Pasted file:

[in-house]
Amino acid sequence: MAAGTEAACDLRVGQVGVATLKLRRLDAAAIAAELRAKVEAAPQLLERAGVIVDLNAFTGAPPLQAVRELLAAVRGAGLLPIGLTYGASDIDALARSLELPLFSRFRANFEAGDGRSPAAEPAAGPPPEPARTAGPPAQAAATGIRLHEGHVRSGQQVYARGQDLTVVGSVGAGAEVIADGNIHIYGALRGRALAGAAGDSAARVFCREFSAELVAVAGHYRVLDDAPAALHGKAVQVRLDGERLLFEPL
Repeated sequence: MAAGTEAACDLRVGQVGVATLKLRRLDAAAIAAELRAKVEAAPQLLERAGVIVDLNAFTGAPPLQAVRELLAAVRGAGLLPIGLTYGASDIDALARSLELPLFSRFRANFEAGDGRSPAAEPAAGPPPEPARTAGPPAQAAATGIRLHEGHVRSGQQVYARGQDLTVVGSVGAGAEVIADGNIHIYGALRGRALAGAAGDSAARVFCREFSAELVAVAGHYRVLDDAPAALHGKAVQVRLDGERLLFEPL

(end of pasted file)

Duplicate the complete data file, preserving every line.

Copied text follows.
[in-house]
Amino acid sequence: MAAGTEAACDLRVGQVGVATLKLRRLDAAAIAAELRAKVEAAPQLLERAGVIVDLNAFTGAPPLQAVRELLAAVRGAGLLPIGLTYGASDIDALARSLELPLFSRFRANFEAGDGRSPAAEPAAGPPPEPARTAGPPAQAAATGIRLHEGHVRSGQQVYARGQDLTVVGSVGAGAEVIADGNIHIYGALRGRALAGAAGDSAARVFCREFSAELVAVAGHYRVLDDAPAALHGKAVQVRLDGERLLFEPL
Repeated sequence: MAAGTEAACDLRVGQVGVATLKLRRLDAAAIAAELRAKVEAAPQLLERAGVIVDLNAFTGAPPLQAVRELLAAVRGAGLLPIGLTYGASDIDALARSLELPLFSRFRANFEAGDGRSPAAEPAAGPPPEPARTAGPPAQAAATGIRLHEGHVRSGQQVYARGQDLTVVGSVGAGAEVIADGNIHIYGALRGRALAGAAGDSAARVFCREFSAELVAVAGHYRVLDDAPAALHGKAVQVRLDGERLLFEPL